Saucy Sweethearts

Laura and Robert Ubriaco with their Halesite Habanero in front of Stew Leonard’s in East Meadow. (Photo courtesy of Laura Ubriaco)

Laura and Robert Ubriaco, a couple who both grew up in the Plainview-Old Bethpage community and met each other in high school, recently started selling their own organic hot sauce called “Halesite Habanero,” named after their current town of residency.

“My husband is a weekend chef warrior, so he’s been cooking hot sauce for over a decade,” said Laura. “We like to garden. We started growing peppers and then he started making hot sauce.”

Despite living in the Huntington hamlet, the Ubriacos still have a deep connection with the Plainview community as a lot of their friends from high school still regularly spend time with them. When they experienced Robert’s hot sauce, they were the ones that convinced the couple to make this a business.

“They started demanding the hot sauce every time they ran out because they loved it so much,” said Laura. “He just kept cooking it. I’m a package designer by trade so we took one batch, made some small bottles of hot sauce and handed them out. He got so much positive feedback that we decided to just do it.”

When the two of them decided to start selling these batches of hot sauce, Laura convinced Robert to go organic to have the ingredients stay fresh. The hot sauce is made with organic habanero peppers, carrots, lime juice, water, garlic, salt, ground black pepper and vinegar.

“I’m a huge organic, clean-eating crazy person, so I said I’ll be on board if we go to organic,” said Laura. “We ran the numbers and it really was not that big of a difference. I can stand behind the product more and we can do this together. There’s so few products nowadays that use actual fresh food. With our product, we can use fresh produce and make it shelf-stable.”

Halesite Habanero is made with organic habanero peppers, carrots, lime juice, water, garlic, salt, ground black pepper and vinegar. (Photo by Laurie Mosco)

Initially, the Ubriacos and their friends called the hot sauce “Robaneros” after the chef but after they found out the name was already trademarked, they decided to go with Halesite Habanero after their current town. They found a kitchen at the Entrepreneur’s Space in Long Island City to make their hot sauce, which was a perfect fit since the organization supports new and growing businesses.

“Our friends and families are the biggest rock stars,” said Laura. “They are so supportive and they spread the word so much that our first batch was gone. My cousin bought two cases and handed them out at work. The response from everybody has just been amazing.”

Then came a big opportunity: Back in April, grocer Stew Leonard’s invited local companies to showcase their products in video submissions for the chance to get their product sold in all six store locations.

“My uncle actually sent us a newspaper clipping of the ‘Stew’s Tank’ contest a couple of days before the contest was about to end,” said Laura. “We quickly put a video together and got it over there.”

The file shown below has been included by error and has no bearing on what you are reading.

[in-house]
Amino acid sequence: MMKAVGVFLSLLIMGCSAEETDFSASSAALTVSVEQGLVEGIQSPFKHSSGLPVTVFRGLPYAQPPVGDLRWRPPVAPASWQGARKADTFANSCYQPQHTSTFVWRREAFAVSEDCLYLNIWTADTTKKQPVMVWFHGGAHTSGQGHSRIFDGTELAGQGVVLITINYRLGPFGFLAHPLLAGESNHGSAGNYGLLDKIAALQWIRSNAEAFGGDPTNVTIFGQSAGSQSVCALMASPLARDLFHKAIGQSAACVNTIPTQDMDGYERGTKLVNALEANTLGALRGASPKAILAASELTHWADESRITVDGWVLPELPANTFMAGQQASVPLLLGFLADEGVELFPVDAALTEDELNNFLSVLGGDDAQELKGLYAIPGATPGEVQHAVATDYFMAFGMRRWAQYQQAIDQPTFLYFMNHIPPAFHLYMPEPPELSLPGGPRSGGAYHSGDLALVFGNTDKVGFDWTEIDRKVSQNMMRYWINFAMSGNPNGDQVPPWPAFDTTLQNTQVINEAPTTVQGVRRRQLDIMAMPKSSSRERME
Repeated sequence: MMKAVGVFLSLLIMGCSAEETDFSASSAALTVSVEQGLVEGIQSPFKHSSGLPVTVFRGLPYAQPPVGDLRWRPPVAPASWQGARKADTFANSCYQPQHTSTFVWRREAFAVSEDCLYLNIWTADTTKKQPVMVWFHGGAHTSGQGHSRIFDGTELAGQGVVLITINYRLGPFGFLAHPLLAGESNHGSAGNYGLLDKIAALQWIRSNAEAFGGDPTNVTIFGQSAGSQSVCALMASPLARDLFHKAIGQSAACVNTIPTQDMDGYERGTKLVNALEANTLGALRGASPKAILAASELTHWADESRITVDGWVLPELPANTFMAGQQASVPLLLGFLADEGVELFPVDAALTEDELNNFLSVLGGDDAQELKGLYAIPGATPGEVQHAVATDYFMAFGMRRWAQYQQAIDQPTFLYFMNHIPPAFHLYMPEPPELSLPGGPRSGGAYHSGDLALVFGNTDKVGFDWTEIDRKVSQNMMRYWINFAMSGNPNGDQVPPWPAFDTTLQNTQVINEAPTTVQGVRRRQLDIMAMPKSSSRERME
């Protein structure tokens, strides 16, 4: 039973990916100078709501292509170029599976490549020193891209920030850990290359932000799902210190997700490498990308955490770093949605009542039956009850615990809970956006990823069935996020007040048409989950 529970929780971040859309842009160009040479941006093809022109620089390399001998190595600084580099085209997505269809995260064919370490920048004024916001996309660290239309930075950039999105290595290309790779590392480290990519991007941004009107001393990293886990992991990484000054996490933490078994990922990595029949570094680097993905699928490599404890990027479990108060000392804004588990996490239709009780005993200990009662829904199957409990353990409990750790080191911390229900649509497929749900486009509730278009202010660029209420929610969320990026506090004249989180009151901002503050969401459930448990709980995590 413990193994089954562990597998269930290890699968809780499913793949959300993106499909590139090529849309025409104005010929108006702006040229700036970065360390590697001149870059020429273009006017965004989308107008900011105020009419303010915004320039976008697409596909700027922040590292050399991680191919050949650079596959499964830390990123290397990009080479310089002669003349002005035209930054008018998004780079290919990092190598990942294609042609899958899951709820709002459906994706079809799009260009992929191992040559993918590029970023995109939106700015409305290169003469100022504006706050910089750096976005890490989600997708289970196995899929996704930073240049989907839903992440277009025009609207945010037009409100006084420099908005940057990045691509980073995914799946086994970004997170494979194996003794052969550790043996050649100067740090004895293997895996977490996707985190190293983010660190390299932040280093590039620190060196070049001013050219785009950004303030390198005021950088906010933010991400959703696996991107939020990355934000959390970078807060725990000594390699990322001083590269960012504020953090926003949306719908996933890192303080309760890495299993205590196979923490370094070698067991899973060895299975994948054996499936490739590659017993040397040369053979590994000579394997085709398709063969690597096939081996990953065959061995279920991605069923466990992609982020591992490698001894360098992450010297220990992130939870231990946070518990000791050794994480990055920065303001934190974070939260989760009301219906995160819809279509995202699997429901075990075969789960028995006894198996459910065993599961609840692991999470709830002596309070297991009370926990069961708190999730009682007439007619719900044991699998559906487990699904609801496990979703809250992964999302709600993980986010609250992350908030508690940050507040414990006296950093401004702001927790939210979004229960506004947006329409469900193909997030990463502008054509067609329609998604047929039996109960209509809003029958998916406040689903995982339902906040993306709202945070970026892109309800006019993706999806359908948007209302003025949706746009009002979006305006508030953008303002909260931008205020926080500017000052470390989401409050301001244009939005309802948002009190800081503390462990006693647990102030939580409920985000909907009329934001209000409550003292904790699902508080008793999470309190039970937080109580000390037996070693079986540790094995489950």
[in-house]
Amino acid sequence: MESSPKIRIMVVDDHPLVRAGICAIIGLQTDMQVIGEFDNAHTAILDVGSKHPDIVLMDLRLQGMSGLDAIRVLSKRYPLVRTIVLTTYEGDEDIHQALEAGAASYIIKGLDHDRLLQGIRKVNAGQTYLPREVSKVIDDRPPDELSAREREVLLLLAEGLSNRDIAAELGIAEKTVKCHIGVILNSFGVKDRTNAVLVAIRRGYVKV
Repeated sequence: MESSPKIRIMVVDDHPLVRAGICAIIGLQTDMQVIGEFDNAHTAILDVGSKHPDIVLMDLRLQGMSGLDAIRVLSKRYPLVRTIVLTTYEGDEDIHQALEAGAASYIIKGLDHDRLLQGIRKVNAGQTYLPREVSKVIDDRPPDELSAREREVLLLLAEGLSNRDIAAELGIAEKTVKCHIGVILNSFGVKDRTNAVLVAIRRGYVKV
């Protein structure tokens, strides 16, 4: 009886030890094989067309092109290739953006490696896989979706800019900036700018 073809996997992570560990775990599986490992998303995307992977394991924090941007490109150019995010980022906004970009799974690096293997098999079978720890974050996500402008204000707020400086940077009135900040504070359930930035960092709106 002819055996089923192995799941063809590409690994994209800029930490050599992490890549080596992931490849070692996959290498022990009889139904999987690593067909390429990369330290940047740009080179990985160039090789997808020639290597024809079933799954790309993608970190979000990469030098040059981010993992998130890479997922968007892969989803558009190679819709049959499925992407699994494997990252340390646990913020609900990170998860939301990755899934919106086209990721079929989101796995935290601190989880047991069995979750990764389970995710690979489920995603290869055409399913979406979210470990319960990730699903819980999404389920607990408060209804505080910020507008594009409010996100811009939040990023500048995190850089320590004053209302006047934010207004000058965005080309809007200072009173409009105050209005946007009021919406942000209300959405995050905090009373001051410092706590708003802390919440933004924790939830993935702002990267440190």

A few days later, they got a phone call from the people at Stew Leonard’s letting them know that they were one of the 12 finalists selected to move onto the next round.

“We were actually at our friend’s house when we got the phone call,” said Laura. “My husband was so happy that he had tears. I told them that I was going to be gone for an hour to fill out the paperwork and I’ll be right back. For a small business like us to get this opportunity is really amazing.”

As finalists, the couple got to show their product off for about a month at the Stew Leonard’s location in East Meadow at 1897 Front St. In about nine days time, they sold 17 cases of hot sauce, which amounts to more than 400 bottles sold. The product is still available at the location until July 7, when the winning products will be announced shortly after.

“Working with Stew Leonard’s and their story of them starting out as a farm and ending up a supermarket chain was kind of like a cool way for us to enter the market,” said Laura. “My end game would be to have a farm to grow all the fresh produce myself, so that way we’re really making it from start to finish. So they went from a farm to a retail store and hopefully we go from a retail store to a farm.”

For the Ubriacos, they are so grateful for their family and friends in the Plainview-Old Bethpage community for their continued support of their work. Without them, they don’t think this would be possible.

“We wouldn’t be here if it wasn’t for all of those Plainviewites,” said Laura. “The whole crew we knew in high school is still that same crew that pushed us to even do this. They are all so supportive and helpful. Our family still lives in Plainview, so that’s our tribe.”

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Christopher Birsner
In addition to being the editor of the Massapequa Observer and Plainview-Old Bethpage Herald, Chris Birsner is the sports editor for Long Island Weekly and often contributes gaming articles to the arts and entertainment publication.

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